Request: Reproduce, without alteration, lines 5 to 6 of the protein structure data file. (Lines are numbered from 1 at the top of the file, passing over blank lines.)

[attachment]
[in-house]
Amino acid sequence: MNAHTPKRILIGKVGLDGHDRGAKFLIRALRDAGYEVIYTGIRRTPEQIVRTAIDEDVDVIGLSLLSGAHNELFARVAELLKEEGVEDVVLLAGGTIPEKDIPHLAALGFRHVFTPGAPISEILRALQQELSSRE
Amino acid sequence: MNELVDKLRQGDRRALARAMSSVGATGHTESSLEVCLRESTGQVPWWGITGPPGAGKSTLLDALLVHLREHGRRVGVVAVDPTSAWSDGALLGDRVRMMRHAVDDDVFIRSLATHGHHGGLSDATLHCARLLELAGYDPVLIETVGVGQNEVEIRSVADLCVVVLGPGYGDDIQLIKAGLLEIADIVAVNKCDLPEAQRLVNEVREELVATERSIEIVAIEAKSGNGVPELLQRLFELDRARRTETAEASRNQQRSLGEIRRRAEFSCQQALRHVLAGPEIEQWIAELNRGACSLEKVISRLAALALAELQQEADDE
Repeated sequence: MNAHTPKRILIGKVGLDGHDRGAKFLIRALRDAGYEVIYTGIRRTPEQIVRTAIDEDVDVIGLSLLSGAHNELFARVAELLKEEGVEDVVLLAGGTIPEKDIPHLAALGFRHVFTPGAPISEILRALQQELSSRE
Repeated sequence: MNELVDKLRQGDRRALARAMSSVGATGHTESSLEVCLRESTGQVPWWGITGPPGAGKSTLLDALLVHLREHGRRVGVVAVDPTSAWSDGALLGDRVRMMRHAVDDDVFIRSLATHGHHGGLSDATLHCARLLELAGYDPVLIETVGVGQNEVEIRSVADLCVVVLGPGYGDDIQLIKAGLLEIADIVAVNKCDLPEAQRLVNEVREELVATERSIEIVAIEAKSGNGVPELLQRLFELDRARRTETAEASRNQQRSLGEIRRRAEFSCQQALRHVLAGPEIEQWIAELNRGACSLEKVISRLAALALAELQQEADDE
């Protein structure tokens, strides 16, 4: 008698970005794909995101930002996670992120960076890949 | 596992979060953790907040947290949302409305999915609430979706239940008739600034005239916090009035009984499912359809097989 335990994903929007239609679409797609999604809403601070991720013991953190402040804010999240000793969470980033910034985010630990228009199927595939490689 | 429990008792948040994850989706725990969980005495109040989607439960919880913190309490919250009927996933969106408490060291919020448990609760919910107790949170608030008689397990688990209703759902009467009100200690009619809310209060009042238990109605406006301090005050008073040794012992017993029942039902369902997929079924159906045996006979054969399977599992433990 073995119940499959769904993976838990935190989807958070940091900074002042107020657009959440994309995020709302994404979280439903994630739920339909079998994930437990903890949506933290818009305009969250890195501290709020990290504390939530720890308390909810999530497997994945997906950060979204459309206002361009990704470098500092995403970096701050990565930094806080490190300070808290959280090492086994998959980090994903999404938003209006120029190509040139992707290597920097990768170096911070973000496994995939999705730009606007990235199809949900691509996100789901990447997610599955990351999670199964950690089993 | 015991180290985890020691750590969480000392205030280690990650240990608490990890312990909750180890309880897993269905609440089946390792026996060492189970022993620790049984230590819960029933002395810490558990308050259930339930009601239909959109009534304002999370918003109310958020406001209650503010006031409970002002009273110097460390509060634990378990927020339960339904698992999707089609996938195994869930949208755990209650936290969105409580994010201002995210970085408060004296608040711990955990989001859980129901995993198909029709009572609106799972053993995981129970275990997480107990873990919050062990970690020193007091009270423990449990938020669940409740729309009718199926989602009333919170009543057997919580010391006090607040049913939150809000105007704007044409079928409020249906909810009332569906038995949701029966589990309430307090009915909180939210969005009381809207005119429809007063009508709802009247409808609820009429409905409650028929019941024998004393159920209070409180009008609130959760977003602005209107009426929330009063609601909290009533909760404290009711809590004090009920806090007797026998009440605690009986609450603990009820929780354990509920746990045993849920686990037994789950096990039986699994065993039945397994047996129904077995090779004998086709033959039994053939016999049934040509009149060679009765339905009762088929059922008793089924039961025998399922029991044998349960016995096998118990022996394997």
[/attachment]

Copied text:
Repeated sequence: MNELVDKLRQGDRRALARAMSSVGATGHTESSLEVCLRESTGQVPWWGITGPPGAGKSTLLDALLVHLREHGRRVGVVAVDPTSAWSDGALLGDRVRMMRHAVDDDVFIRSLATHGHHGGLSDATLHCARLLELAGYDPVLIETVGVGQNEVEIRSVADLCVVVLGPGYGDDIQLIKAGLLEIADIVAVNKCDLPEAQRLVNEVREELVATERSIEIVAIEAKSGNGVPELLQRLFELDRARRTETAEASRNQQRSLGEIRRRAEFSCQQALRHVLAGPEIEQWIAELNRGACSLEKVISRLAALALAELQQEADDE
């Protein structure tokens, strides 16, 4: 008698970005794909995101930002996670992120960076890949 | 596992979060953790907040947290949302409305999915609430979706239940008739600034005239916090009035009984499912359809097989 335990994903929007239609679409797609999604809403601070991720013991953190402040804010999240000793969470980033910034985010630990228009199927595939490689 | 429990008792948040994850989706725990969980005495109040989607439960919880913190309490919250009927996933969106408490060291919020448990609760919910107790949170608030008689397990688990209703759902009467009100200690009619809310209060009042238990109605406006301090005050008073040794012992017993029942039902369902997929079924159906045996006979054969399977599992433990 073995119940499959769904993976838990935190989807958070940091900074002042107020657009959440994309995020709302994404979280439903994630739920339909079998994930437990903890949506933290818009305009969250890195501290709020990290504390939530720890308390909810999530497997994945997906950060979204459309206002361009990704470098500092995403970096701050990565930094806080490190300070808290959280090492086994998959980090994903999404938003209006120029190509040139992707290597920097990768170096911070973000496994995939999705730009606007990235199809949900691509996100789901990447997610599955990351999670199964950690089993 | 015991180290985890020691750590969480000392205030280690990650240990608490990890312990909750180890309880897993269905609440089946390792026996060492189970022993620790049984230590819960029933002395810490558990308050259930339930009601239909959109009534304002999370918003109310958020406001209650503010006031409970002002009273110097460390509060634990378990927020339960339904698992999707089609996938195994869930949208755990209650936290969105409580994010201002995210970085408060004296608040711990955990989001859980129901995993198909029709009572609106799972053993995981129970275990997480107990873990919050062990970690020193007091009270423990449990938020669940409740729309009718199926989602009333919170009543057997919580010391006090607040049913939150809000105007704007044409079928409020249906909810009332569906038995949701029966589990309430307090009915909180939210969005009381809207005119429809007063009508709802009247409808609820009429409905409650028929019941024998004393159920209070409180009008609130959760977003602005209107009426929330009063609601909290009533909760404290009711809590004090009920806090007797026998009440605690009986609450603990009820929780354990509920746990045993849920686990037994789950096990039986699994065993039945397994047996129904077995090779004998086709033959039994053939016999049934040509009149060679009765339905009762088929059922008793089924039961025998399922029991044998349960016995096998118990022996394997």